“Imagine I'm coming from Harvard, from Cambridge, from this very privileged family. Judy Baca was coming from like, poverty, you know,” Schlesinger says. “It was like we needed—it was just like we met each other and we filled in each other's worlds.”

Together, the two women founded the Social and Public Art Resource Center in 1976. SPARC, an organization that is still active today, strives to unite Los Angeles communities—particularly low-income youth—through public art, like murals.

Starting in 1974, Schlesinger and Baca mobilized hundreds of young people from a diversity of backgrounds to create SPARC’s most famous piece: the Great Wall of Los Angeles, a half-mile-long mural that depicts histories of different ethnic groups in California.

A Teacher and a Guerilla Girl

After teaching and supporting SPARC youth, Schlesinger formally transitioned to the role of middle school and high school teacher in her 40s and 50s.

“I became, along with an artist, I became a teacher,” Schlesinger says. “I think I realized the whole trick about teaching is that you just have to engage your students. It's all about, you know, you can know everything but if nobody's listening to you. It doesn't make any difference, you know what I mean?”

But at least some of her students did listen.

A former student recently tagged Schlesinger in an Instagram post, describing her as a “an original bosslady” and a “fearless femme.” The student says Schlesinger was an important mentor to her younger self, as someone who experienced similar personal struggles.

“There are rare people in your life who make an immense indelible impact. Chrissie made a profound impression on me as a restless, defiant smart-mouth, 13-year-old girl dealing with her parents' divorce, figuring out who she was, and combating a body and mind filled with hormones,” the post reads.

Schlesinger had taught this student in the eighth grade. She is now 32 years old, and a “very successful fashion person in New York,” according to Schlesinger.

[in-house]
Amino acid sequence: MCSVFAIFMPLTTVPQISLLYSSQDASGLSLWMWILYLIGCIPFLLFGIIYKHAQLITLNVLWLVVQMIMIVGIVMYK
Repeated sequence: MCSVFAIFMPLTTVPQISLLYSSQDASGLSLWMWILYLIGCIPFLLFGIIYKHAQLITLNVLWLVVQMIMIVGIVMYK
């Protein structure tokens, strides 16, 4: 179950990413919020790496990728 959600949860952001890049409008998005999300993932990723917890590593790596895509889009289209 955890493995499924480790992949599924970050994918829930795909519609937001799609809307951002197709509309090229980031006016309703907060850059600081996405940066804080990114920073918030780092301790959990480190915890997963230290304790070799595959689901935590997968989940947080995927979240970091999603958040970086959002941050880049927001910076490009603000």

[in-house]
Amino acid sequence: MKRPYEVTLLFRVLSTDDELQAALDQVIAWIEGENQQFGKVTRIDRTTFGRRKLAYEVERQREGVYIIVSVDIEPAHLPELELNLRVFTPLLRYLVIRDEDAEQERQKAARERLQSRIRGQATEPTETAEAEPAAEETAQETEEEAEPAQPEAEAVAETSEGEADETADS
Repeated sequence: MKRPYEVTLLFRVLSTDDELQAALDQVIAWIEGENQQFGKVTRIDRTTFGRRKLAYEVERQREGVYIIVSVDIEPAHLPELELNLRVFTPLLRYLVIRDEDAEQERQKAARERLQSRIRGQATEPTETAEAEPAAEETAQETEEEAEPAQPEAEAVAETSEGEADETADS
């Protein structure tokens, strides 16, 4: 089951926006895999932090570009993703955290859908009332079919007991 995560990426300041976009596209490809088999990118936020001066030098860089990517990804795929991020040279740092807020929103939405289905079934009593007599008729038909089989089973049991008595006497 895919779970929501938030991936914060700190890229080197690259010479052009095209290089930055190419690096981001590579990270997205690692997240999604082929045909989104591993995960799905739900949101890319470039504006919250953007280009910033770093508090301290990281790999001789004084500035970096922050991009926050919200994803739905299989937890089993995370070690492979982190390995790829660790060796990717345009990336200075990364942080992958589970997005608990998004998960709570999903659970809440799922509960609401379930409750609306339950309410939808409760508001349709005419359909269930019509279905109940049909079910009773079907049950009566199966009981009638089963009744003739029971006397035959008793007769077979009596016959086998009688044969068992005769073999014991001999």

SPARC was not the last art community that Schlesinger would join and impact. At the end of the ’80s, Schlesinger joined the Guerrilla Girls, a collective of feminist activist artists based in New York City. The Guerrilla Girls are best known for wearing gorilla masks, identifying themselves with pseudonyms of deceased female artists, and exposing gender inequities in artistic institutions.

As a Guerrilla Girl, Schlesinger took the name “Romaine Brooks,” after a lesbian painter whose work—“portraits of women who were so clearly lesbian”—inspired her during the early years of her artistic career. She was in charge of creating posters.

“In the middle of the night we'd go out with wheat paste and the posters and put them all over Soho,” she remembers.

“The cops used to come and chase us,” says Robin Tewes, who was a founding member of the group. “We'd have to drop the buckets and run. It was like three in the morning.”

“And then in the morning you’d wake up and there'd be all these cool posters, you know, attacking the art world, you know, saying and naming names, giving grades,” Schlesinger says. “We did a report card on galleries, you know, giving them these effort for failing, for not showing women artists.”

During the 50th reunion of the Class of 1968, Schlesinger will bring a different group of women together for a different kind of art project. The Leverett House Library Theater will transform into “Underground 68,” an artistic gathering place for alumni. Schlesinger will lead her classmates in creating a “Radcliffe Community Mural.”

“I put out this call for anybody in the class who wanted to be involved in this mural project and I'm thinking maybe I'd get two or three responses,” Schlesinger says. “I've got over a hundred responses. People are into it. They're so into the sense of a regular community, because we were the last class to graduate in Radcliffe Yard.”

—Staff writer Paula M. Barberi can be reached at paula.barberi@thecrimson.com. Follow her on Twitter @paulambarberi.